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Prashant Kapoor, MD, FACP


BCMA-Targeting CAR T-Cell Product for Relapsed or Refractory Multiple Myeloma

By: Julia Fiederlein
Posted: Tuesday, July 12, 2022

According to Carlos Fernandez De Larrea, MD, PhD, of the University of Barcelona, and colleagues, the lentiviral autologous chimeric antigen receptor (CAR) T-cell product ARI0002h seems to be safe and active in patients with relapsed or refractory multiple myeloma. The results of the multicenter CARTBCMA-HCB-01 trial, which were presented during the European Hematology Association (EHA) 2022 Congress (Abstract S103), highlighted the absence of neurotoxicity and the feasibility of a second booster dose.

A total of 35 patients were enrolled and allowed bridging therapy between apheresis and lymphodepletion with cyclophosphamide plus fludarabine. Of this population, 30 were administered 3 x 106/kg CAR-positive cells in a fractionated manner. Patients who achieved any response and had not experienced serious complications were eligible to receive a second dose after at least 4 months.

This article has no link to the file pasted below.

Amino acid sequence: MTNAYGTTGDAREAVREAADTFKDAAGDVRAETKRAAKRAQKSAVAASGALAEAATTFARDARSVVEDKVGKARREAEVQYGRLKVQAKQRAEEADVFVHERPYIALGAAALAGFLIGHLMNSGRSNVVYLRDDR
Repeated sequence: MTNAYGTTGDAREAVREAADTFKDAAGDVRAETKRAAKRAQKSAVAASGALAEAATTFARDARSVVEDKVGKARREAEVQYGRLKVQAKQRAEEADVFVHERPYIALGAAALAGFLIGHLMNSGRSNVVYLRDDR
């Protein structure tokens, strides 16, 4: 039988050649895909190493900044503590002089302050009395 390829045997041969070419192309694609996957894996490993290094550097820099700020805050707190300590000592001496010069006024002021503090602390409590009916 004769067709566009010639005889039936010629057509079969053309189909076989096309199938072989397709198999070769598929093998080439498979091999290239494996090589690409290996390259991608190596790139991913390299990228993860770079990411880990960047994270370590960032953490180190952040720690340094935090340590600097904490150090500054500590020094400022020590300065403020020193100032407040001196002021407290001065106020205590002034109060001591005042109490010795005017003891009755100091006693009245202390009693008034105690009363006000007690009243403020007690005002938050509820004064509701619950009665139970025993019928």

The overall response rate was 100%, with a stringent complete remission plus a very good partial response rate of 90%. The median time to first response was 1 month. Of the 26 patients who were evaluable for measurable residual disease (MRD) after 100 days, 92% achieved MRD negativity in the bone marrow. A total of 53% of patients were alive and without disease progression at 16 months. The median duration of overall survival was not reached, and the 16-month overall survival rate was 80%.

Cytokine-release syndrome (87%), neutropenia (97%), anemia (85%), and thrombocytopenia (79%) were the most frequently reported adverse events. No cases of CAR T-cell–related neurotoxicity were reported. A total of 76% and 12% of patients were administered tocilizumab and corticosteroids, respectively. ARI0002h cells exhibited peak expansion on day 14.

Most eligible patients (86%) received a second dose. The median duration of time after the first infusion was 4 months, and 38% of patients received a second lymphodepletion regimen. After the second infusions, no relevant toxicities were reported. A total of 29% of patients had an improved response after reinfusion.

Disclosure: For full disclosures of the study authors, visit

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